- Standard Number:
OSHA requirements are set by statute, standards and regulations. Our interpretation letters explain these requirements and how they apply to particular circumstances, but they cannot create additional employer obligations. This letter constitutes OSHA's interpretation of the requirements discussed. Note that our enforcement guidance may be affected by changes to OSHA rules. Also, from time to time we update our guidance in response to new information. To keep apprised of such developments, you can consult OSHA's website at http://www.osha.gov.
August 27, 1991
Mr. Tom Ellis
Director of Sales and Marketing
Classic Systems, Inc.
P.O. Box 6130
Buffalo Shoals Road
Statesville, North Carolina 28677
Dear Mr. Ellis:
This is in response to your letter of June 19, in which you request Occupational Safety and Health Administration (OSHA) verification that your new spray booth, in consideration of the design information provided, meets or exceeds 29 CFR 1910.107 standards. You have provided limited information, that is, an isometric depiction, generally stated design features and air flow velocities at different locations of your spray booth, on which to determine compliance with OSHA standards. Notwithstanding sufficient information from the manufacturer, spray booth compliance with OSHA standards is determined at the work place.
Employers are subject to compliance with OSHA standards which address the safety and health of employees involving in workplace spray booth operations intended to confine finishing applications consisting of flammable or combustible materials. Applicable OSHA standards include not only 29 CFR 1910.107, which pertains to the prevention of workplace fire and explosion hazards but also 29 CFR 1910.1000, which pertains to prevention of harmful exposure of employees to workplace toxic and hazardous substances.
Originally, 29 CFR 1910.107 was adopted from the NFPA 33-1969, Standard for Spray Finishing Using Flammable and Combustible Materials. Although the NFPA has updated its standard since the 1969 edition, OSHA has not. As a result, the current NFPA 33-1969, Spray Application Using Flammable and Combustible Materials, reflects the most up-to-date state of the art concerning the prevention of fire and explosion hazards during spray finishing operations.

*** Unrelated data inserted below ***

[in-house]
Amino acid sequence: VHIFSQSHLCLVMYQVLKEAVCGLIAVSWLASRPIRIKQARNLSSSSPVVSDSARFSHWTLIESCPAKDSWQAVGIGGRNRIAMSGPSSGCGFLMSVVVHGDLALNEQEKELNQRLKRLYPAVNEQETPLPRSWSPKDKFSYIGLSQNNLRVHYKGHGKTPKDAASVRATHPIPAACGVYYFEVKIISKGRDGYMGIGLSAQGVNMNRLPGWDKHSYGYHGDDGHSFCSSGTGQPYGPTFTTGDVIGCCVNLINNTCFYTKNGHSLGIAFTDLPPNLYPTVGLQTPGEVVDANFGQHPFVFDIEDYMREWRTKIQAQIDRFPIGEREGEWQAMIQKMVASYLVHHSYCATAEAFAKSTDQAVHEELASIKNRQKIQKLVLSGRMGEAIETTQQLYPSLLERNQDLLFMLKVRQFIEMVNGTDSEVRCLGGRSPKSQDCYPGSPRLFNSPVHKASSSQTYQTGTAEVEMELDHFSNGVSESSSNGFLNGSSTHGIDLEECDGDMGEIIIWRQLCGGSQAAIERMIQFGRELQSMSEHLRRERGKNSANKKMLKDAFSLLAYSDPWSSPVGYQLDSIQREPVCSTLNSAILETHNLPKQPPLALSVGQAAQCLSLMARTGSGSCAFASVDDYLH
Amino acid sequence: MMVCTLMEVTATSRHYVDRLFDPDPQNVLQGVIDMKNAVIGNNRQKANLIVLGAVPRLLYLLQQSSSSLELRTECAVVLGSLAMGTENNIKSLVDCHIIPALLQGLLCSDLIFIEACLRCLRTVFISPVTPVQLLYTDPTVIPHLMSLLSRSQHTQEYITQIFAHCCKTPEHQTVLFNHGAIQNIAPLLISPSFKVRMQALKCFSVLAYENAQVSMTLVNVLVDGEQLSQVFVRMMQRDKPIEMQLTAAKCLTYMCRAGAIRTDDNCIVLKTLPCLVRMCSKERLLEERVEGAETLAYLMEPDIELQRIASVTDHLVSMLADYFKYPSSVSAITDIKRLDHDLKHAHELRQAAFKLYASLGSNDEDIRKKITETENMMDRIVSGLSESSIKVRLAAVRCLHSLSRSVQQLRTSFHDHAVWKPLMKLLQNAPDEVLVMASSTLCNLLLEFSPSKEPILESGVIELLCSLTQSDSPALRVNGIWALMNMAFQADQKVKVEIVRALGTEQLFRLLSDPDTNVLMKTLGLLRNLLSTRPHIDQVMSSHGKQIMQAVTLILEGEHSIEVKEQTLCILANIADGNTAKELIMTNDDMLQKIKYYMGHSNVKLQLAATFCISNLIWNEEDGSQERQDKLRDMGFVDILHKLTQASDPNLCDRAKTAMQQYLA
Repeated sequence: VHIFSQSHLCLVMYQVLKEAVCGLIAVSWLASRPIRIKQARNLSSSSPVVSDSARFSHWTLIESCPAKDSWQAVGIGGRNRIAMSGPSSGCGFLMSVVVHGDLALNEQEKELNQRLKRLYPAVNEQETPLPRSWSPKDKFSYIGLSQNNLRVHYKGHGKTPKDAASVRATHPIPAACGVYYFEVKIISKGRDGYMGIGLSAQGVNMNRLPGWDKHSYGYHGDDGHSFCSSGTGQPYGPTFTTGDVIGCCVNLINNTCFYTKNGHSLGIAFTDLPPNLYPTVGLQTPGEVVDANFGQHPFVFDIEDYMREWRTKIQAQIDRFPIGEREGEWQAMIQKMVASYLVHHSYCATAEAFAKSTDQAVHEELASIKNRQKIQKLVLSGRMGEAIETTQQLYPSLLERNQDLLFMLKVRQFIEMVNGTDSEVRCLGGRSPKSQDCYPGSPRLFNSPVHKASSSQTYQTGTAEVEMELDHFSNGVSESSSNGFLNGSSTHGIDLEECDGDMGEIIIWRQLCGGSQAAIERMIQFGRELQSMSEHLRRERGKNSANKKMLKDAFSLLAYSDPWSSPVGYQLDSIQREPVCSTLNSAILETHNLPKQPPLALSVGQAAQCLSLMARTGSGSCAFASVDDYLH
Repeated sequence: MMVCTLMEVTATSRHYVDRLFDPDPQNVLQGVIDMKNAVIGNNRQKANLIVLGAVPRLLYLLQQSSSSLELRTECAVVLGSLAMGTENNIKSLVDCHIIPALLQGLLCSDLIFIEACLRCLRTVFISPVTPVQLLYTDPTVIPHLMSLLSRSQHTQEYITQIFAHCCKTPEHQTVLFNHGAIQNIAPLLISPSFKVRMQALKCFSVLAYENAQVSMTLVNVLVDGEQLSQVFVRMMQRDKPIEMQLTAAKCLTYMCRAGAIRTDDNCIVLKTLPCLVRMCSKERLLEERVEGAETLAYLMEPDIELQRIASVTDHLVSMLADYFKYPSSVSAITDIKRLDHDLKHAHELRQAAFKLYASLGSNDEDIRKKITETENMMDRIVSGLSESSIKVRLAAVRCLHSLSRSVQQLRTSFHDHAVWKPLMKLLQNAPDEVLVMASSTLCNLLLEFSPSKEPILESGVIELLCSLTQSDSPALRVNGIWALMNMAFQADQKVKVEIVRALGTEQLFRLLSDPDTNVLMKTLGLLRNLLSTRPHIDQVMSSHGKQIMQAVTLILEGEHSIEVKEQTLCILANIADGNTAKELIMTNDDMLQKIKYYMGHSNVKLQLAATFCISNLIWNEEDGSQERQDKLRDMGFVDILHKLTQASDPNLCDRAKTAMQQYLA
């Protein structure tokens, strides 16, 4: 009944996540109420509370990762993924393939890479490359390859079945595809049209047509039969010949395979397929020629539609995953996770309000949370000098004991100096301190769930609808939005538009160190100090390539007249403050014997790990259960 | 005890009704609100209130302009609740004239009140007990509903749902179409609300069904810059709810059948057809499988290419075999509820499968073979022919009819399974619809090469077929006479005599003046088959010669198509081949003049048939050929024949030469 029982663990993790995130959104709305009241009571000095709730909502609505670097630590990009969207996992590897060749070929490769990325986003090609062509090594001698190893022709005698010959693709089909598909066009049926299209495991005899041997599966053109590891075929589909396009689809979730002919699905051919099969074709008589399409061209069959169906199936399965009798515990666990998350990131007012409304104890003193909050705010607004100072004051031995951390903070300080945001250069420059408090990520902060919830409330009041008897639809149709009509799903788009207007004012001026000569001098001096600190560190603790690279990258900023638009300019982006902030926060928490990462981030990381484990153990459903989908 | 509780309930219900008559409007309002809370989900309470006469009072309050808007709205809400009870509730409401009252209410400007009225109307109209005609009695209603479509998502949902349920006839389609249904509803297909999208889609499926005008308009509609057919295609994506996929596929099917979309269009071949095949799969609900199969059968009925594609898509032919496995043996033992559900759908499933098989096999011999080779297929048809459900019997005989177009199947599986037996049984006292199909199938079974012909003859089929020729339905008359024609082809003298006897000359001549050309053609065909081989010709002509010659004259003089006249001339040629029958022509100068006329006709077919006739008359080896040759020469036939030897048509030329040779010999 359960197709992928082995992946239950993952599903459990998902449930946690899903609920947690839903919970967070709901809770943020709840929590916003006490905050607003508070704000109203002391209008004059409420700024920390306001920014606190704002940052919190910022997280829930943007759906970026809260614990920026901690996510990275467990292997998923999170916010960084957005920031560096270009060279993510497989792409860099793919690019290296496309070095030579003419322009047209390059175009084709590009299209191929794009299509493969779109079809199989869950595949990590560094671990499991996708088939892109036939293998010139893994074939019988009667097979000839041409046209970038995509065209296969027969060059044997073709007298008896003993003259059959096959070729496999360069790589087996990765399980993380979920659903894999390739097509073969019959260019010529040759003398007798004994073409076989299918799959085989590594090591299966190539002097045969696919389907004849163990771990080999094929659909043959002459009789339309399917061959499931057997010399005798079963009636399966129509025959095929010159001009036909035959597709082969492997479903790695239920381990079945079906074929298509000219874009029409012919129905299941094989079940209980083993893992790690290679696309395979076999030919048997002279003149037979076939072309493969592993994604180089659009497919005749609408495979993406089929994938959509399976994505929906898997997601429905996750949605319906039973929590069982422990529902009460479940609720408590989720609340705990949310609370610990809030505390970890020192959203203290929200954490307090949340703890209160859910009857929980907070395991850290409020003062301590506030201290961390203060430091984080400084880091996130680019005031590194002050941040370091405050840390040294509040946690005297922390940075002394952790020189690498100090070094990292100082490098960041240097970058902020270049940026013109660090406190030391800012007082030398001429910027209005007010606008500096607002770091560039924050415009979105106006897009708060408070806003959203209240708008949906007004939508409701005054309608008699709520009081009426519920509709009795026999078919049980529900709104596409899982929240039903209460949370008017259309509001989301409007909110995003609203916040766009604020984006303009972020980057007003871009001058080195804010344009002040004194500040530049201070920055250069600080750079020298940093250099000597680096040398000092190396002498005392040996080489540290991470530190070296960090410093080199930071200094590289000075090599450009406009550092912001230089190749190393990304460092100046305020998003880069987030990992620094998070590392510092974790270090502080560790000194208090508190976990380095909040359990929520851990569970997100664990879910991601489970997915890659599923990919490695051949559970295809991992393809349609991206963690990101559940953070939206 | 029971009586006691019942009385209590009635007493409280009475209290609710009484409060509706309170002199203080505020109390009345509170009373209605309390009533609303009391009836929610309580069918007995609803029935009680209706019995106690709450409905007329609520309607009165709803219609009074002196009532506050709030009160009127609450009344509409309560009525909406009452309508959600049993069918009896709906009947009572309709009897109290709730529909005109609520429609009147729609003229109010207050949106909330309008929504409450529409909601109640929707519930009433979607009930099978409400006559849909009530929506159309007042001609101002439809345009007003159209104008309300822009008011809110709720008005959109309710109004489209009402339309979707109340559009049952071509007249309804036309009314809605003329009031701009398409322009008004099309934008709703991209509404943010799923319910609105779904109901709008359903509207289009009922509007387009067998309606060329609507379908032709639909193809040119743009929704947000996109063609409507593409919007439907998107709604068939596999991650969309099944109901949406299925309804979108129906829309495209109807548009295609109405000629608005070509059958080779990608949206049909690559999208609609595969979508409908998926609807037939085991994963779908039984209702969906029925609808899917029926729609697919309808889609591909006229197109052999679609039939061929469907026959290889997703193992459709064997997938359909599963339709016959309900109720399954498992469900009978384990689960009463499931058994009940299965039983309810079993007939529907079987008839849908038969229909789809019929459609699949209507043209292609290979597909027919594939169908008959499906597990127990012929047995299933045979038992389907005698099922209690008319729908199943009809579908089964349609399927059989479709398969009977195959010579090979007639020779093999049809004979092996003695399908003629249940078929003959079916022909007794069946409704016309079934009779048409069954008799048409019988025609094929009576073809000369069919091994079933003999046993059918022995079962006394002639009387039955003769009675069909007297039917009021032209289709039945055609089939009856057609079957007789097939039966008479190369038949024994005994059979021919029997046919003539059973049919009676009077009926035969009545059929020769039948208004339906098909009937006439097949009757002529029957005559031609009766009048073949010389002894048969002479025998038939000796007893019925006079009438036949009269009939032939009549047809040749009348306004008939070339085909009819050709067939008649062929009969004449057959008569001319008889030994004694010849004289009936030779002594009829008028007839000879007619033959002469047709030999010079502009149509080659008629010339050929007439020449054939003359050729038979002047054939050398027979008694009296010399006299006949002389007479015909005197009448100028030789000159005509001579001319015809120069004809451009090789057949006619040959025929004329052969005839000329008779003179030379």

Under an OSHA policy for "de minimis violations", employers are allowed to abide by the most current consensus standard applicable to their operations, rather than with the standard in effect at the time of the inspection, when the employer's action provides equal or greater employee protection. De Minimis violations are violations of existing OSHA standards which have no direct or immediate relationship to safety or health. Such violations of the OSHA standards result in no citation, no penalty an no required abatement.
Employers who fully comply with the specifications and requirements of the NFPA 33-1989, concerning the recirculation of exhaust air to an occupied spray booth, would not be cited under 29 CFR 1910.107(d)(9) under the policy for de minimis violations. However, the quality of the respirable air in the booth must comply, at a minimum, with requirements set forth by 29 CFR 1910.1000 which establishes permissible exposure limits (PEL's).
Recirculating contaminated air within the spray booth to accumulate volatile organic compounds (VOC) emission for periodic incineration must be considered with respect to the intent of section 5(a)(1) of the OSH Act, which requires each employer to furnish to each of his employment which are free from recognized hazards that are causing or likely to cause death or serious physical harm to his employees. In determination of compliance with OSHA safety and health standards, personal protective clothing is considered supplemental to engineering controls and administration practices to protect employees from exposure to hazards in the workplace.
Patricia K. Clark, Director
Directorate of Compliance Programs